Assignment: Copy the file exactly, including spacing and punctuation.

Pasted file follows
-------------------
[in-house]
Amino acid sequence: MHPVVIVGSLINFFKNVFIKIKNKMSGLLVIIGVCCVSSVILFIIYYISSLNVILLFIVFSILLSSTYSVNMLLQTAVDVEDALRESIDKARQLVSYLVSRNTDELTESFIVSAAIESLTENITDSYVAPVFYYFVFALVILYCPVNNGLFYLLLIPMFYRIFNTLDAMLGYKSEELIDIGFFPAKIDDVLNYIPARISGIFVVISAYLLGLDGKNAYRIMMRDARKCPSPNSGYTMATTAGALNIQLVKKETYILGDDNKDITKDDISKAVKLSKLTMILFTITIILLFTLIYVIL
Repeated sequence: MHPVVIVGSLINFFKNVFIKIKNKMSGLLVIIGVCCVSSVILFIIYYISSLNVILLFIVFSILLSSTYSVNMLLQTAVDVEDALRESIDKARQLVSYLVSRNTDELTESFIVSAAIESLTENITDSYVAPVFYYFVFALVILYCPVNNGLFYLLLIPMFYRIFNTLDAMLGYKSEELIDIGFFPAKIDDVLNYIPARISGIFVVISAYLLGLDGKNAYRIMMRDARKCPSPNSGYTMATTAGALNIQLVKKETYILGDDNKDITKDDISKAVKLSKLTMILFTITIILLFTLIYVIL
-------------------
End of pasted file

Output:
[in-house]
Amino acid sequence: MHPVVIVGSLINFFKNVFIKIKNKMSGLLVIIGVCCVSSVILFIIYYISSLNVILLFIVFSILLSSTYSVNMLLQTAVDVEDALRESIDKARQLVSYLVSRNTDELTESFIVSAAIESLTENITDSYVAPVFYYFVFALVILYCPVNNGLFYLLLIPMFYRIFNTLDAMLGYKSEELIDIGFFPAKIDDVLNYIPARISGIFVVISAYLLGLDGKNAYRIMMRDARKCPSPNSGYTMATTAGALNIQLVKKETYILGDDNKDITKDDISKAVKLSKLTMILFTITIILLFTLIYVIL
Repeated sequence: MHPVVIVGSLINFFKNVFIKIKNKMSGLLVIIGVCCVSSVILFIIYYISSLNVILLFIVFSILLSSTYSVNMLLQTAVDVEDALRESIDKARQLVSYLVSRNTDELTESFIVSAAIESLTENITDSYVAPVFYYFVFALVILYCPVNNGLFYLLLIPMFYRIFNTLDAMLGYKSEELIDIGFFPAKIDDVLNYIPARISGIFVVISAYLLGLDGKNAYRIMMRDARKCPSPNSGYTMATTAGALNIQLVKKETYILGDDNKDITKDDISKAVKLSKLTMILFTITIILLFTLIYVIL